Peter
« Last Edit: October 18, 2010, 10:09:20 PM by Pete-zza »

Online Jackie Tran

  • Registered User
  • Posts: 7224
  • Location: Albuquerque NM
Re: Weights and Measures
« Reply #63 on: October 18, 2010, 10:31:13 PM »
When I first started making pizzas, scales, baker's percents, and the dough calculating tools were very foreign to me.  I quickly picked up a digital scale and learned how to calculate baker's percents.  I always had a goal of being able to make great pizza by volume measurements and feel.  Though I have accomplished that goal now, it did not come without making hundreds of doughs by accurately measuring and weighing ingredients and making mental and visual notes of changes made to the formulas and the effects on the condition of the dough. 

Though I have only made a few Lehmann style pizzas, I will 2nd Marc's comment about the value of the dough tools specifically the Lehmann calculator.   It took me being on the forum for several months before I got over my fear of using this thing.  Currently I use it almost everytime I make dough, especially for making NY, NY-elite, and even Neapolitan pies.  Yes the Calculator is so versatile.  For those not familiar with it, you can find it on the home page under dough tools.  You can customize your dough with this calculator.  I did it manually with a calculator for months, but this tool is the "EASY Button". 

And for making deep dish or using a new recipe, weighing ingredients is crucial to getting the intended results and I could not dream of eyeballing the amounts.   Because I still like to experiment with different formulas, I always weigh flour and water, and typically use volume measurements to measure the rest. 

Chau
« Last Edit: October 18, 2010, 10:49:39 PM by Jackie Tran »

Offline widespreadpizza

  • Registered User
  • Posts: 1245
  • Location: NH
    • my beer store opening in june 2011
Re: Weights and Measures
« Reply #64 on: October 18, 2010, 10:42:44 PM »
Hmm,  maybe I am in the minority,  I weigh everything except small amounts of yeast...  I have a list of all of my commonly used mixing bowl/dough toos by weight in case i ever let the scale time out or re-zero it by accident.  It has come in handy a few times.  -marc

Online Jackie Tran

  • Registered User
  • Posts: 7224
  • Location: Albuquerque NM
Re: Weights and Measures
« Reply #65 on: October 18, 2010, 10:49:06 PM »
Hmm,  maybe I am in the minority,  I weigh everything except small amounts of yeast...  I have a list of all of my commonly used mixing bowl/dough toos by weight in case i ever let the scale time out or re-zero it by accident.  It has come in handy a few times.  -marc

Marc, I didn't mention that I have weighed out salt, sugar, oil, yeast, and starter many many times and have kept notes on the standard weight of a teaspoon or tablespoon of each and have since use volume measurements for those items but will often weigh them out again if it's not a common recipe or batch size I use.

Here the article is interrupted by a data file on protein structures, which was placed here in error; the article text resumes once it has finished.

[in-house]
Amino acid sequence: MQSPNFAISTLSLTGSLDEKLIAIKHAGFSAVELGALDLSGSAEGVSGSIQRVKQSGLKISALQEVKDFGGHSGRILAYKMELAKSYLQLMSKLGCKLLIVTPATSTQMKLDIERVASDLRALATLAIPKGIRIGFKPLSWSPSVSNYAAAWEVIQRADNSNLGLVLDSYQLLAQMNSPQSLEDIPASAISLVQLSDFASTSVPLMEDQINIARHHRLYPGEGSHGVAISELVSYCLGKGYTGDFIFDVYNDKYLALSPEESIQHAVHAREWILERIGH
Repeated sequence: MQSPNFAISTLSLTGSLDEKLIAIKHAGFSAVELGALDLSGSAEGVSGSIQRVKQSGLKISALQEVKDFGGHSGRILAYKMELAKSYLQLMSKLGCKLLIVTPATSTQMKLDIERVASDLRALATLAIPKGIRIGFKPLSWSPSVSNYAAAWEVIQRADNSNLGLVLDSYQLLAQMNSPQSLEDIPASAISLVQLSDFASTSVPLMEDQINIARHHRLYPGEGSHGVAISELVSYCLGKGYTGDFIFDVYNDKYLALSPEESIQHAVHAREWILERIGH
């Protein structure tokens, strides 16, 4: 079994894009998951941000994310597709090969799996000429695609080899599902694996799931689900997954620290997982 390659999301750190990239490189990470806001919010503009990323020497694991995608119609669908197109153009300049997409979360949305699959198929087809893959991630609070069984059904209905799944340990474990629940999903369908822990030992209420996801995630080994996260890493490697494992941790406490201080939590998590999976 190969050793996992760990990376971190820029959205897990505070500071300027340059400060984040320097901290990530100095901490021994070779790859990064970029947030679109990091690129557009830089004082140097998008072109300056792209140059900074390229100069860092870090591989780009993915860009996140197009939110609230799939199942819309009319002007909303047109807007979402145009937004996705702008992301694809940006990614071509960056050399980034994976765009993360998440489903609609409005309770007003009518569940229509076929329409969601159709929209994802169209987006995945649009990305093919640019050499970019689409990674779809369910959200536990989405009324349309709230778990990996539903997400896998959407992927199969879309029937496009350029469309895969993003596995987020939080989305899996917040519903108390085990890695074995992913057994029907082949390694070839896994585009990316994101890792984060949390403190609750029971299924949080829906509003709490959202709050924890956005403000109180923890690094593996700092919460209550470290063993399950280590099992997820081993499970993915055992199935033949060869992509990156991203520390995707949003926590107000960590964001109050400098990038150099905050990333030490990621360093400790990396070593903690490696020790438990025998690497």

The odd thing I've noted using the Lehmann tool is that occassionally the weight of salt (or other ingredients) don't quite match up with the volume measurement given.  I have often fallen back on weighing those items as well b/c they tend to be less than the volume measurements.  As an example, I made pizza tonight requiring 9gm of salt which is ~2 tsp (1.9) according to the tool, but I reached 9gm at 1.5 tsp and stopped there. 

Chau
« Last Edit: October 18, 2010, 10:53:24 PM by Jackie Tran »

Online Pete-zza

  • Lifetime Member
  • Global Moderator
  • *
  • Posts: 23453
  • Location: Texas
  • Always learning
Re: Weights and Measures
« Reply #66 on: October 18, 2010, 11:10:34 PM »
Chau,

I don't remember whether I used Steve's numbers for salt when I was involved in the design of the various dough calculating tools but many of the conversion numbers for the tools came from the nutritiondata.self.com website or corresponding government websites. For ingredients not covered by those websites, I often used the Nutrition Facts for the ingredients. Failing those sources, I would use conversion data derived by weighing ingredients on my small scale that can handle small quantities of ingredients. Also, some numbers from the above sources can be rounded off in the form as presented.

It is also important to remember that certain ingredients can have varying weights. For example, ingredients like salt and sugar are hygroscopic in nature and can attract moisture from their surroundings, including the air. That can increase the weights of those ingredient. Other ingredients can dry out over time in storage and end up with weights that are less than the original weights. There are no easy ways to compensate for these effects. However, the differences shouldn't be so great as to be evident in the final product, particularly when there are competing sources of a given ingredient. For example, salt and sugar can be used in the sauce and salt will also be present in the cheeses and meat toppings.

Peter
« Last Edit: October 18, 2010, 11:27:28 PM by Pete-zza »


 

pizzapan